• Services are terminated without reasonable notice, alternative payment arrangements have unreasonably not been made, or where “no provision has been made for the ongoing provision of basic services during the national state of disaster”’

    • Any penalty for late payment of rental (where the default is caused by the disaster) has been levied (only interest can be charged), 

    • Either the landlord or the tenant have failed “to engage reasonably and in good faith to make arrangements to cater for the exigencies of the disaster”,

    • “Any other conduct prejudicing the ongoing occupancy of a place of residence, prejudicing the health of any person or prejudicing the ability of any person to comply with the applicable restrictions on movement that is unreasonable or oppressive having regard to the prevailing circumstances.”

Notes for landlords and tenants

Keep a full record of everything in case your dispute ends up before the courts or the tribunal.

Both landlords and tenants will have to act fairly and reasonably towards each other here, taking into account your respective abilities to comply with the terms of the lease during the state of disaster. 

Where tenants are struggling to pay rent as a result of the lockdown, landlords should be open (to whatever extent possible) to any reasonable request for rental deferments or reductions. Tenants in turn should be fair and reasonable in asking for relief. Good faith negotiation is key if landlords can expect to have any chance of obtaining an immediately-enforceable eviction order. 





Home Businesses - Is Yours Legal?


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The sharp upsurge in businesses operating remotely as a result of the pandemic lockdowns means a lot more people working from home - most presumably in low-profile home offices, but inevitably some in the form of full-on business activities from home. What effect is that having on the property market?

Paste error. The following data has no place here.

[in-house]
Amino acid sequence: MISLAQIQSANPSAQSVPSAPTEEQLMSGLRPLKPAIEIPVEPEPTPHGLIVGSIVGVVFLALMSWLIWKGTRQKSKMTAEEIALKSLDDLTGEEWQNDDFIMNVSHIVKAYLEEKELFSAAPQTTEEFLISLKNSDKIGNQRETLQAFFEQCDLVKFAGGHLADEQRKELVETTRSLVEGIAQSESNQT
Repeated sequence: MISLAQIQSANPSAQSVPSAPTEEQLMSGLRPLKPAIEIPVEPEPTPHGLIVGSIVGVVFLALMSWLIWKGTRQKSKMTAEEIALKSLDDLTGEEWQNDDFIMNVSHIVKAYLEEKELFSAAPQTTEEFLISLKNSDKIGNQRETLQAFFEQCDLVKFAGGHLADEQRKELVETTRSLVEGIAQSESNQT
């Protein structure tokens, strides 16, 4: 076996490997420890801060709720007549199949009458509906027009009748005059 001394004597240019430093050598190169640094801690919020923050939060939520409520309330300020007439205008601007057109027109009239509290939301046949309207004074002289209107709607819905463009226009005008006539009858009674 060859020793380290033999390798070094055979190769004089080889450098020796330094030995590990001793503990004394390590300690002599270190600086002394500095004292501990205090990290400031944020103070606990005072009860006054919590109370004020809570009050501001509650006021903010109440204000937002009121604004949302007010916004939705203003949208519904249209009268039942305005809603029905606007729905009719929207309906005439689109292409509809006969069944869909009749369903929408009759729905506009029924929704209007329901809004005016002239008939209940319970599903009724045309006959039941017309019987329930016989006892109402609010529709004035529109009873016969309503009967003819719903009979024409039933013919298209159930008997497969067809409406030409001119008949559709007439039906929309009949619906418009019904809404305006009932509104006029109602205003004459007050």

Work-from-home and what’s hot in property market trends 

Let’s firstly have a look at what trends are emerging in the “hot property” market, driven by both the work-from-home phenomenon and by the general economic fallout from the pandemic and the lockdowns -
  • Increased interest in coastal and country properties from employees and businesses looking to work remotely away from congested highways and crowded cities.

  • Upsizing by stay-at-home workers looking for extra home office space and facilities.

  • Downsizing by financially-stretched homeowners reducing costs and looking to realise the value in large houses they no longer need (either by selling or by renting out).

  • Increased demand for rental properties in some sectors, driven presumably by owners selling homes to cut costs, perhaps also by sales in anticipation of emigration or semi-gration.

The law